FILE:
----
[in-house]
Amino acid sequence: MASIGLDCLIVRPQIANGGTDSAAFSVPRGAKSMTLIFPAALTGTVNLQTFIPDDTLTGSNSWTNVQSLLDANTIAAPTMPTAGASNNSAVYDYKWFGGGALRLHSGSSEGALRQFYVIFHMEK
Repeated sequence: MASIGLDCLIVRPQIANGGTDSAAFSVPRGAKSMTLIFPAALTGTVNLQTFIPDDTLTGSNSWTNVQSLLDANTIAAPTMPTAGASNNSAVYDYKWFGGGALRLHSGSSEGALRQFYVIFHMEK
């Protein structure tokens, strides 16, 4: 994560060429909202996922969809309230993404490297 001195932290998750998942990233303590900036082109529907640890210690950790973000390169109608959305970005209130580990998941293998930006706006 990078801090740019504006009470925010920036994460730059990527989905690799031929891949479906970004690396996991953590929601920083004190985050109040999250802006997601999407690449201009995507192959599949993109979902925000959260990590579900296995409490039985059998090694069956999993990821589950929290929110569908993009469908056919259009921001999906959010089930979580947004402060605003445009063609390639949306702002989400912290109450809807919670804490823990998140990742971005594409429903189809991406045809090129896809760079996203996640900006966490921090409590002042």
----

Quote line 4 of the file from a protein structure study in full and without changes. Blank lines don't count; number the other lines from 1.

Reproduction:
């Protein structure tokens, strides 16, 4: 994560060429909202996922969809309230993404490297 001195932290998750998942990233303590900036082109529907640890210690950790973000390169109608959305970005209130580990998941293998930006706006 990078801090740019504006009470925010920036994460730059990527989905690799031929891949479906970004690396996991953590929601920083004190985050109040999250802006997601999407690449201009995507192959599949993109979902925000959260990590579900296995409490039985059998090694069956999993990821589950929290929110569908993009469908056919259009921001999906959010089930979580947004402060605003445009063609390639949306702002989400912290109450809807919670804490823990998140990742971005594409429903189809991406045809090129896809760079996203996640900006966490921090409590002042």